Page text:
In addition to their use in prototyping and toolmaking, additive manufacturing processes are now increasingly being used in series production. Powder bed-based laser beam melting is particularly suitable for the production of metallic components. Here, the component is built up layer by layer by local melting the metal powder by a laser beam and subsequent solidification. The figure provides an overview of the individual process steps. First, the base plate is lowered by the desired layer height, after which the coater applies the powder. Then the powder is melted locally by a laser beam, whereby the energy input here must be selected so that bonding to underlying layers can occur. The advantages of this technology include the possibility of creating components directly from the CAD model, the almost unlimited freedom of shaping, and the high resource efficiency since powder that has not melted can be reused for subsequent manufacturing processes. However, the process-related temperature gradients result in deformations and residual stresses, which can have a negative effect on process stability and component quality.
Additive manufacturing by laser beam melting involves several special features, some of which have to be taken into account as early as the component design or production preparation stage. Examples are the staircase effect and the process-related necessity to build support structures together with the component.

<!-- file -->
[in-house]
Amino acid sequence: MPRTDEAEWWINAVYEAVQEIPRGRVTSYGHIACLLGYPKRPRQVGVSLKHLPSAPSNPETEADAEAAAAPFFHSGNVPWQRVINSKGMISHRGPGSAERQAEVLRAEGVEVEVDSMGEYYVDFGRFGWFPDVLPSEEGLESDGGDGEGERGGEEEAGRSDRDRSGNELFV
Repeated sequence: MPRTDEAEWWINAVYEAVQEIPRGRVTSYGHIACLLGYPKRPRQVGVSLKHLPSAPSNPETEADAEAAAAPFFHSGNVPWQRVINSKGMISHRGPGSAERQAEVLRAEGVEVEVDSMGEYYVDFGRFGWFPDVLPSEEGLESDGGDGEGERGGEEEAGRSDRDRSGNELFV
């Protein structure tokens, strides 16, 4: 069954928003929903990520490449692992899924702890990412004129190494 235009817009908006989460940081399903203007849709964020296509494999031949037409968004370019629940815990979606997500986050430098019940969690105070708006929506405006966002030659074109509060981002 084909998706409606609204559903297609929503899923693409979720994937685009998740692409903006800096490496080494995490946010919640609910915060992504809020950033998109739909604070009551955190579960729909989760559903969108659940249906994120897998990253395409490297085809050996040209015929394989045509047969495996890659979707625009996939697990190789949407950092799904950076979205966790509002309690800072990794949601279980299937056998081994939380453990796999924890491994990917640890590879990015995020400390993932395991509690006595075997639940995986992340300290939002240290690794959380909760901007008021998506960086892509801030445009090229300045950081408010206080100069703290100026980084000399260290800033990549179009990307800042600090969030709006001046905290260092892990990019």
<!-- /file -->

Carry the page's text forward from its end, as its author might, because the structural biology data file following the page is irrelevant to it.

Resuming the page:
Due to the layered construction, so-called steps result in gradients or curvatures of the component in the build-up directions. With low gradients and high layer thickness, this effect can become clearly apparent and negatively influence the component’s dimensional accuracy and surface quality.
During laser beam melting, components cannot be built up into the powder without further ado. If, due to design features, it is impossible to avoid this by a suitable orientation of the component in the build space, so-called support structures (supports) can also be built up. These are auxiliary structures that are built together with the component. Depending on the contour to be supported, there are several possible support structures:
- Block support
- Line support
- Web support
- Point support